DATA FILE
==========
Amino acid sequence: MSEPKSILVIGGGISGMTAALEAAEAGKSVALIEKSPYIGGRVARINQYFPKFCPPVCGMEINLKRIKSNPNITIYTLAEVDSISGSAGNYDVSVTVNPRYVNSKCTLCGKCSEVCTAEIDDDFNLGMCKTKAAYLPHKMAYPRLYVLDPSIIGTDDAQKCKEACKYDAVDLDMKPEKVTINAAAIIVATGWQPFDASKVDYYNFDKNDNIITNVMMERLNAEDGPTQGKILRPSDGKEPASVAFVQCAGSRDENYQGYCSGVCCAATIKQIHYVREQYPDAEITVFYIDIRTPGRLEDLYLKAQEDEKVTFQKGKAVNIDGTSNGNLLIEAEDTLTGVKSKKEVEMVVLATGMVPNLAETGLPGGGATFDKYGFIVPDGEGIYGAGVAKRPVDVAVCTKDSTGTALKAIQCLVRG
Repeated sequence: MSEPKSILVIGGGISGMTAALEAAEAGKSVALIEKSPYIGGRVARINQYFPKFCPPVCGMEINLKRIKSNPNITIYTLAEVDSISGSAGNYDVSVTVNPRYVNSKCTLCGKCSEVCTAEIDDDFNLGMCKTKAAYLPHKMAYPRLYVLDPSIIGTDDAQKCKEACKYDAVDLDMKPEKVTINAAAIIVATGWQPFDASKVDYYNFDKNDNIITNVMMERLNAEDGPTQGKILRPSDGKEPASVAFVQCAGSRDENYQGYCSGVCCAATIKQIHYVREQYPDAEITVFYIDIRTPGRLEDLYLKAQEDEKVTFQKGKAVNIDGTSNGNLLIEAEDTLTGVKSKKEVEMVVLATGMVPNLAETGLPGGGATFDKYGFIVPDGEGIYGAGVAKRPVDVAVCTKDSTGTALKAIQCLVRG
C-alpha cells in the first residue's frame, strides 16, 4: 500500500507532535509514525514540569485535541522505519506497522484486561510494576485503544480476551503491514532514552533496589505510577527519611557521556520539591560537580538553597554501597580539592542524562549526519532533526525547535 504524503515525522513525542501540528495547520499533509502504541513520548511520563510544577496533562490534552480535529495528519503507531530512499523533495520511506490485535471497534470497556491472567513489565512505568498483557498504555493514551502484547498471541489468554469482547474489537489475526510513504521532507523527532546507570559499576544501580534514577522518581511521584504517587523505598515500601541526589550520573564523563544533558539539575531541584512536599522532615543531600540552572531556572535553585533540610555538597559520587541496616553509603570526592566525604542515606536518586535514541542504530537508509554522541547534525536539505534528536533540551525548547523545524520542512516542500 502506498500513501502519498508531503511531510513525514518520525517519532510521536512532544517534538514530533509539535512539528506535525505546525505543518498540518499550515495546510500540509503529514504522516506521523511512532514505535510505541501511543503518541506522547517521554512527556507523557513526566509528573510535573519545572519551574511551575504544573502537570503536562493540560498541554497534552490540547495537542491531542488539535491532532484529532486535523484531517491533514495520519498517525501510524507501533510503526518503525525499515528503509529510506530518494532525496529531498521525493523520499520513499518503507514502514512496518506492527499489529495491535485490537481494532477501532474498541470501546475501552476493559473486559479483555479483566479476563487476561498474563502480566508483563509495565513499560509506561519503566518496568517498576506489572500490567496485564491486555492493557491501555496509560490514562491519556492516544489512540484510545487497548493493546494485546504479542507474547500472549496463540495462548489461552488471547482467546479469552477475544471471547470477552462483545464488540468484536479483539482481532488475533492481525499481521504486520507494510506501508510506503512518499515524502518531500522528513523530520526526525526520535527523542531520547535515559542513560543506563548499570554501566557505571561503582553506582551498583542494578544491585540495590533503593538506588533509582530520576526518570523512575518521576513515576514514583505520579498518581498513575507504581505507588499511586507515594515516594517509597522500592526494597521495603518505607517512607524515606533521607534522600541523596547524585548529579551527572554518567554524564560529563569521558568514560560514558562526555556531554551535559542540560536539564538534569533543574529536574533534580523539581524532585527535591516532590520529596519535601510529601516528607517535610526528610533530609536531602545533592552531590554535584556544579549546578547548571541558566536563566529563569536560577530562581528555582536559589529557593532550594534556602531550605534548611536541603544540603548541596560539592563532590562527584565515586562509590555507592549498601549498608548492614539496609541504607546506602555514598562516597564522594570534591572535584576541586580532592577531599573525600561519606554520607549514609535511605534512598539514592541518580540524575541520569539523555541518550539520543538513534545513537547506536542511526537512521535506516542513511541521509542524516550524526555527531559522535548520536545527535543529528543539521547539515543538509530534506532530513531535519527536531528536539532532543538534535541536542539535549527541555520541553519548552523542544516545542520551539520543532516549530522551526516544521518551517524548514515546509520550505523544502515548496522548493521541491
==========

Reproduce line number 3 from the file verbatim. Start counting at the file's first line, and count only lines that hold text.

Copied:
C-alpha cells in the first residue's frame, strides 16, 4: 500500500507532535509514525514540569485535541522505519506497522484486561510494576485503544480476551503491514532514552533496589505510577527519611557521556520539591560537580538553597554501597580539592542524562549526519532533526525547535 504524503515525522513525542501540528495547520499533509502504541513520548511520563510544577496533562490534552480535529495528519503507531530512499523533495520511506490485535471497534470497556491472567513489565512505568498483557498504555493514551502484547498471541489468554469482547474489537489475526510513504521532507523527532546507570559499576544501580534514577522518581511521584504517587523505598515500601541526589550520573564523563544533558539539575531541584512536599522532615543531600540552572531556572535553585533540610555538597559520587541496616553509603570526592566525604542515606536518586535514541542504530537508509554522541547534525536539505534528536533540551525548547523545524520542512516542500 502506498500513501502519498508531503511531510513525514518520525517519532510521536512532544517534538514530533509539535512539528506535525505546525505543518498540518499550515495546510500540509503529514504522516506521523511512532514505535510505541501511543503518541506522547517521554512527556507523557513526566509528573510535573519545572519551574511551575504544573502537570503536562493540560498541554497534552490540547495537542491531542488539535491532532484529532486535523484531517491533514495520519498517525501510524507501533510503526518503525525499515528503509529510506530518494532525496529531498521525493523520499520513499518503507514502514512496518506492527499489529495491535485490537481494532477501532474498541470501546475501552476493559473486559479483555479483566479476563487476561498474563502480566508483563509495565513499560509506561519503566518496568517498576506489572500490567496485564491486555492493557491501555496509560490514562491519556492516544489512540484510545487497548493493546494485546504479542507474547500472549496463540495462548489461552488471547482467546479469552477475544471471547470477552462483545464488540468484536479483539482481532488475533492481525499481521504486520507494510506501508510506503512518499515524502518531500522528513523530520526526525526520535527523542531520547535515559542513560543506563548499570554501566557505571561503582553506582551498583542494578544491585540495590533503593538506588533509582530520576526518570523512575518521576513515576514514583505520579498518581498513575507504581505507588499511586507515594515516594517509597522500592526494597521495603518505607517512607524515606533521607534522600541523596547524585548529579551527572554518567554524564560529563569521558568514560560514558562526555556531554551535559542540560536539564538534569533543574529536574533534580523539581524532585527535591516532590520529596519535601510529601516528607517535610526528610533530609536531602545533592552531590554535584556544579549546578547548571541558566536563566529563569536560577530562581528555582536559589529557593532550594534556602531550605534548611536541603544540603548541596560539592563532590562527584565515586562509590555507592549498601549498608548492614539496609541504607546506602555514598562516597564522594570534591572535584576541586580532592577531599573525600561519606554520607549514609535511605534512598539514592541518580540524575541520569539523555541518550539520543538513534545513537547506536542511526537512521535506516542513511541521509542524516550524526555527531559522535548520536545527535543529528543539521547539515543538509530534506532530513531535519527536531528536539532532543538534535541536542539535549527541555520541553519548552523542544516545542520551539520543532516549530522551526516544521518551517524548514515546509520550505523544502515548496522548493521541491